I've long dealt in picas and kerning, but never knew how literal "leading" could be. Strips of lead are used to separate lines of text. More lead means more space between lines. "Uppercase" and "lowercase" make more sense now too -- the words indicate where your hands should roam to pluck particular letters out of the large "case" that holds them. And I knew it before, but felt it firsthand Saturday when I literally was out of "sorts" (the lowercase 't,' in particular).

We hit it off really well with Mary and Steve -- fellow journalists -- who got the vibe that we are "young journalists who are still into it." We are. And we're into their type thing. We really enjoyed hearing Mary talk about newspapers and letterpress as an art of words.

By 10 p.m. we'd learned about furniture and Scrabble-boosting terms like "quoine key," "reglet," and "tympan" that play into securing our blocks of text into a Vandercook press. We'd also corrected a few backward apostrophes en route to rolling out our limited-edition series of Vonnegut posters.

I think we kept it simple and sincere.

One remains in Baltimore. Ours are signed and framed. And the last is bound for a better place.

- See more photos of the trip

- Water bottle rumbles on the trip to Baltimore
- Driving through the Western District
- 36th Street character
- A tour through Housewerks
- Tony selecting type
- Mary Mashburn demonstrating how to use the press
- Tony makes his poster

- Map of our trip

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Blogger M. Perkins said...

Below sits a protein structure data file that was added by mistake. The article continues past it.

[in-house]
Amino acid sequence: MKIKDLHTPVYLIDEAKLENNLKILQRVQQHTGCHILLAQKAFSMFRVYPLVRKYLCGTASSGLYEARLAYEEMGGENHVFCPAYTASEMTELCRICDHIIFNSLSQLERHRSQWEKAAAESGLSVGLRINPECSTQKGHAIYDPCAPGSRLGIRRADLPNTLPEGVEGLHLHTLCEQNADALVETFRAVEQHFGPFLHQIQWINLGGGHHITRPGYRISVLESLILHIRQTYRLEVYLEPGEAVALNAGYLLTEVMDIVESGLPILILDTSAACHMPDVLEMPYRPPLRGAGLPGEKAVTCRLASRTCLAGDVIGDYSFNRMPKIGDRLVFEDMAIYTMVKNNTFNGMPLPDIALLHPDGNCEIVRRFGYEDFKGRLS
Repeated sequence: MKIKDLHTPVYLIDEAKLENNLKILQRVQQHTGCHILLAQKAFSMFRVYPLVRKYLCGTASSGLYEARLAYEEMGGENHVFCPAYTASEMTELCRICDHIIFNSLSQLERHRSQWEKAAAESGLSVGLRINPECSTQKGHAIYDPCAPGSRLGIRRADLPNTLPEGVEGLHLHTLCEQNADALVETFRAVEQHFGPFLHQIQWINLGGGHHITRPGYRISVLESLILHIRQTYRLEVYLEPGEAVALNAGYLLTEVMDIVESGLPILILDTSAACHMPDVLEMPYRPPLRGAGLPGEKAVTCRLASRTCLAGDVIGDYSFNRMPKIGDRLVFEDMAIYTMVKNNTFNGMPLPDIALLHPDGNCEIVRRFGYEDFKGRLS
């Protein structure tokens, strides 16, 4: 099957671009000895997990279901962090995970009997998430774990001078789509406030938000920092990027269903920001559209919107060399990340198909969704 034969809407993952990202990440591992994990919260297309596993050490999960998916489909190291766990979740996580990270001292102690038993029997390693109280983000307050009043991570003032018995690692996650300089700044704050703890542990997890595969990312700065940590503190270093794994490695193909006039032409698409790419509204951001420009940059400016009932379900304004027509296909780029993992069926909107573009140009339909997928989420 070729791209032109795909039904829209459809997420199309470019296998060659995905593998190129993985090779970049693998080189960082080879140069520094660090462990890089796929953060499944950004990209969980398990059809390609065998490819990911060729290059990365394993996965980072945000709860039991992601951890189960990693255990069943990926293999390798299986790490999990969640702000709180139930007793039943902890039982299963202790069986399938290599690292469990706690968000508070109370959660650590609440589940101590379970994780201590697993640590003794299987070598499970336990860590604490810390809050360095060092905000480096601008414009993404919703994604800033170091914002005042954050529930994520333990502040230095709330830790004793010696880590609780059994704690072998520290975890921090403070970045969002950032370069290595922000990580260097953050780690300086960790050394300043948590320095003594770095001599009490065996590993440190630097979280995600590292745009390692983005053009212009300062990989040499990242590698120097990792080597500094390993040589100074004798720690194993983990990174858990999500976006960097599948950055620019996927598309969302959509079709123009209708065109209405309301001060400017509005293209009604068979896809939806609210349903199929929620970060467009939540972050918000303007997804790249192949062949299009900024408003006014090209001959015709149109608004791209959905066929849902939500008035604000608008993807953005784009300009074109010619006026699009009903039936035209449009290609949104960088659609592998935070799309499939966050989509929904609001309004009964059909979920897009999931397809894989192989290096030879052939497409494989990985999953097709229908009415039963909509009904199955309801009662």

I can't say how much I like this post.

February 22, 2010 at 1:23 AM 
Blogger Erin said...

I like the end product so much. Together with the frame, it is quite perfect. I also very much like the photo Tony took of Chase taking a photo.

Excellent post.

February 22, 2010 at 11:05 AM 
Anonymous Econ said...

Bravo for this post. It took me a second reading to remember why the Facebook album is titled "Robin Egg Blue".

February 22, 2010 at 11:34 AM 
Blogger Chase said...

ERIN: Thanks! I think the poster turned out lookin' great, too.

Also, that photo is cool...I gasped a little on the inside when I saw he took that shot.

ECON: When I didn't understand what "Tiffany Box Blue" meant Mary Mashburn reiterated with the egg color. Now I know though.

It's a good color.

February 22, 2010 at 3:53 PM 
Anonymous Mom and Dad Gonzalez said...

How come there is no billy Pilgrim comment?

You both need a shave, didn't u 2 pass any Barber Shops?

Very nice trip u planned for Tony's Birthday Chase.

Mom and Dad Gonzalez

February 22, 2010 at 8:16 PM 
Blogger deegeeoo said...

Really awesome post guys.

February 22, 2010 at 8:40 PM 
Blogger Maria said...

I loved this whole thing, especially the videos. I miss you guys!

PS - our ad manager just found that old Collegian Google map we made two years ago. Remember that?

February 22, 2010 at 9:38 PM 
Blogger Tony said...

Of course we didn't go into Hustler, because if you look closely at the sign, it asks patrons to "bring down your wife or girlfriend or any..." and it was just us boys.

February 23, 2010 at 11:36 AM 
Blogger Shop Boy said...

This is a very cool blog. And it was great to meet you guys.

Come back any time. You're gonna love exploring 36th Street some more -- Golden West Cafe ... Holy Frijoles ... and Zissimo's has a MORNING bouncer! It's never too early for a good sloppy, angry drunken stupor in Charm City.

Keep journalism alive, and we'll fire up the old printing presses come the revolution.

Until then ...

February 24, 2010 at 12:18 PM